Crossing the Border Through Service-Learning: The Power of Cross-Cultural Relationships
Tilley-Lubbs, Gresilda A.
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The overarching objective of this study is to examine the nexus of relationships that emerged between university students and Latino families paired through a university service-learning course. The relationships crossed socially constructed boundaries of ethnic groups, language, educational levels, and socioeconomic status, exploring the intersection of community service, scholarship, and teaching-and-learning. The research questions necessitated the use of qualitative research methods. The narrative attempts to capture the essence of the setting, the actors, and the resultant relationships by describing and examining the spontaneous relationships that occurred. The researcher spent 1Â½ years as an interpreter/participatory member in the Latino community prior to beginning the research study. She collected data collected for this case study over 2Â½ years, examining the backgrounds of the participants, their perspectives toward their partners, and the role of service-learning in the development of relationships between two disparate groups. She conducted 46 interviews with students and community members while collecting over 2500 reflection papers, 100 transformation papers, and 25 PowerPoint presentations from students. The participants developed relationships at different levels, some resulting in friendships that will probably continue for some time; others sharing respect and concern for each other only during the placement. A few unsuccessful partnerships had to be changed. Student and community voices presented an appreciation for the partner's language and culture. The data illustrated satisfying reciprocal relationships in which students and families emerged united in solidarity against a society they deemed unjust. This study seeks to provide information for educators considering service-learning programs, examining a course that provides opportunities for interaction between university students and community members. Through the participants' voices, the reader can explore the integration of academic learning with learning lived in the community. Finally, this study submits general proposals for the inclusion of service-learning programs in Foreign Language and Teacher Education programs as a means of nurturing paradigm shifts in student attitudes toward members of other cultures as well as paradigm shifts in the Latinos' attitudes toward their new culture, suggesting possible deeper societal transformation as the academy and the community become agents of change through service-learning in the Latino community.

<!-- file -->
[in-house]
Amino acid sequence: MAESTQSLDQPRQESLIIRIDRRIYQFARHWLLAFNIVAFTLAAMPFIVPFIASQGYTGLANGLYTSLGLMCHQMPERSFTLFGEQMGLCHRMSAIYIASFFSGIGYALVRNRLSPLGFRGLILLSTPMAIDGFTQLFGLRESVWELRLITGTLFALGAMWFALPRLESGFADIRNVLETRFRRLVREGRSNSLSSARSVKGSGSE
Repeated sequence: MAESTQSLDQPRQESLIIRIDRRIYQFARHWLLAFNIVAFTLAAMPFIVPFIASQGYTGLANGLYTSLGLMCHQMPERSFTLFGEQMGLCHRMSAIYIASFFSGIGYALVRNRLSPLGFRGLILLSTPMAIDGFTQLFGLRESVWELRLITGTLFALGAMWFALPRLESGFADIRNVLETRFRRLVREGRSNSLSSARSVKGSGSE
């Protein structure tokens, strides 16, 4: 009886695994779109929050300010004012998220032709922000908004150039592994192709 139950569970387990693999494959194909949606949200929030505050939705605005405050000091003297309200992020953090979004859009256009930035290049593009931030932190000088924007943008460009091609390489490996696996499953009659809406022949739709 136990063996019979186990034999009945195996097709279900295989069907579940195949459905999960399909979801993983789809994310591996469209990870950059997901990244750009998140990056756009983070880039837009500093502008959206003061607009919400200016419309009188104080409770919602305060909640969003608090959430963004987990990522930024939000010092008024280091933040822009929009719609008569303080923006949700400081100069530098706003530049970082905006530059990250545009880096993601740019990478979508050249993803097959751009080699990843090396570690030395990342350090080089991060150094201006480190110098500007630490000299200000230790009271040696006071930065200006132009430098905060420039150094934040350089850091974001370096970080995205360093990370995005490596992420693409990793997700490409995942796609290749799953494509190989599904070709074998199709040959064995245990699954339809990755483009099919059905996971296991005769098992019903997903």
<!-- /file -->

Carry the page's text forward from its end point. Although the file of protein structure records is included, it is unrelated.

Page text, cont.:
- Doctoral Dissertations